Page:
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Community Coalition Meets With GA Corrections Officials, Visits First Prison. What Would Dr. King Say or Do?

December 23, 2010

http://www.blackagendareport.com/?q=content/community-coalition-meets-ga-corrections-officials-visits-first-prison-what-would-dr-king-sa
Dec 22, 2010

by BAR managing editor Bruce A. Dixon with assistance from Ingemar Smith

“’The prisoners have done all they can do now. It’s up to us to build a movement out here that can make the changes which have to be made.’”

Eight days after the start of Georgia’s historic prisoner’s strike, in which thousands of inmates in at least six prisons refused to leave their cells, demanding wages for work, education and self-improvement programs, medical care, better access to their families and more, representatives of the communities the inmates came from met in downtown Atlanta with state corrections officials. The community delegation, calling itself the Concerned Coalition to Protect Prisoners Rights, was headed by Ed Dubose of the NAACP [3] of Georgia’s state conference, and included representatives from the US Human Rights Organization

[4], the Nation of Islam [5], the Green Party of Georgia [6], The Ordinary Peoples Society [7], and attorneys from the ACLU of Georgia, [8] the Texas Criminal Justice Coalition [9] and elsewhere, along with state representative Roberta Abdul-Salaam [10].
State officials claimed they knew about the strike action well in advance, and said they locked the institutions down as a preemptive measure. They declared they’d confiscated more than a hundred cell phones, mostly in public places, and identified dozens of inmates whom they believed were leaders of the strike. They admitted confining these inmates to isolation and in some cases transferring them to other institutions.
The coalition asserted that brutal reprisals were being taken against nonviolent strikers by prison authorities, and that constant threats being made against inmates. These incidents, the coalition insisted, along with the vast gulf between the reasonable demands of the inmates and some of the well-known conditions in the state’s penal institutions made the immediate entry into the affected prisons by a fact finding team of advocates, community representatives and attorneys at the earliest moment an absolute necessity. The meeting adjourned awaiting the state’s decision. And late Friday afternoon, state corrections officials agreed to access by a small number of delegated observers, who would visit Macon State Prison, some two hours south of Atlanta the following Monday.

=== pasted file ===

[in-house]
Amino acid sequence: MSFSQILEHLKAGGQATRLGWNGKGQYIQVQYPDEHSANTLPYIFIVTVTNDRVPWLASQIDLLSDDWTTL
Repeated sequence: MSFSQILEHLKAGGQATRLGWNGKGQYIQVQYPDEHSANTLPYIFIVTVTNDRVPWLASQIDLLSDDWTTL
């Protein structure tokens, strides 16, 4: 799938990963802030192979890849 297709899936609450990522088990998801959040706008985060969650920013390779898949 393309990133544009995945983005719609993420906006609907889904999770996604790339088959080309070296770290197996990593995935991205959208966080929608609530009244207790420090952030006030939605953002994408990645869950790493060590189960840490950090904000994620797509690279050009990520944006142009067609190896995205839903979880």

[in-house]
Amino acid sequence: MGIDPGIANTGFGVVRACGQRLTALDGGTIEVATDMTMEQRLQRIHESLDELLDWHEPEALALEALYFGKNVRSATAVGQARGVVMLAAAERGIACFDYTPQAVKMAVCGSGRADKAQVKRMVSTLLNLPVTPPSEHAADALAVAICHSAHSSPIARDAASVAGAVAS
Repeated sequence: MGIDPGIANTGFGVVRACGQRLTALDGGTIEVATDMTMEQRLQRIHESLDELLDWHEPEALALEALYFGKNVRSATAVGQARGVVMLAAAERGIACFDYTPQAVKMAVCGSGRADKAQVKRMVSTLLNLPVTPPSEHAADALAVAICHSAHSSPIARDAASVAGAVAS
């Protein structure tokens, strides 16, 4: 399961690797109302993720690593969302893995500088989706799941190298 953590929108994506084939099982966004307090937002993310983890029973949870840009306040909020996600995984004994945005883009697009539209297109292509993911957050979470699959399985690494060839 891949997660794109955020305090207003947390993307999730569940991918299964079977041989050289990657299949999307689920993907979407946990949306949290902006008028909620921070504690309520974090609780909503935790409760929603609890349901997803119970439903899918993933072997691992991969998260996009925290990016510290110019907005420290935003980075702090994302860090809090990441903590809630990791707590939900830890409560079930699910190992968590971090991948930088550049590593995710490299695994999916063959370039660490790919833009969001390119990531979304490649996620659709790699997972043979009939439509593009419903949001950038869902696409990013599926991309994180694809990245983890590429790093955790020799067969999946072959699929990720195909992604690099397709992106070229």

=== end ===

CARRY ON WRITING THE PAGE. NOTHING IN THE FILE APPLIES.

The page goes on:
The observers who visited Macon State on December 20 would not comment on what they saw and heard, except to confirm that they did interview staff and prisoners for about five hours. Macon State , some said, was the institution chosen by the Department of Corrections. Subsequent visits would have to be made to other institutions, they confirmed, including some of those where the alleged strike leaders were being held.
“We understand where we are and how we got here,” explained Rev. Kenny Glasgow of The Ordinary Peoples Society (TOPS) after his visit to Macon State . A former prisoner himself who spent fourteen years behind the walls, Glasgow runs a series of re-entry programs for former inmates in Georgia and Alabama . “We only got to sit down with correctional officials, we only gained access to the prisons because of the courageous stand of those behind the walls. It was their willingness to work together across different lines and to sacrifice the very limited freedom and safety they have that got us to this point. The prisoners have done all they can do now. It’s up to us to build a movement out here that can make the changes which have to be made.”
The Concerned Coalition to Protect Prisoners Rights is expected to request to visit at least one more Georgia penal institution before the year ends to continue its fact finding process. Coalition spokespeople have been deluged with messages of solidarity and support from across the country and around the world. Meetings, marches and demonstrations have taken place in Oakland , Detroit , and New York and elsewhere [11]. The Center for Constitutional Rights and other outfits are circulating online petitions which have garnered thousands of signatures in support of the prisoners. Those wishing to contact the Coalition via email can do so at concernedcoalitionga(at)gmail.com.

Pastor Kenneth Glasgow
Founder, Executive Director
The Ordinary People Society (TOPS)
403 West Powell St.
Dothan, AL 36303

Office / Fax: 334-671-2882
Cell: 334-791-2433

Web: http://www.wearetops.org or http://www.revkennethglasgow.blogspot.com or wearetops.blogspot.com

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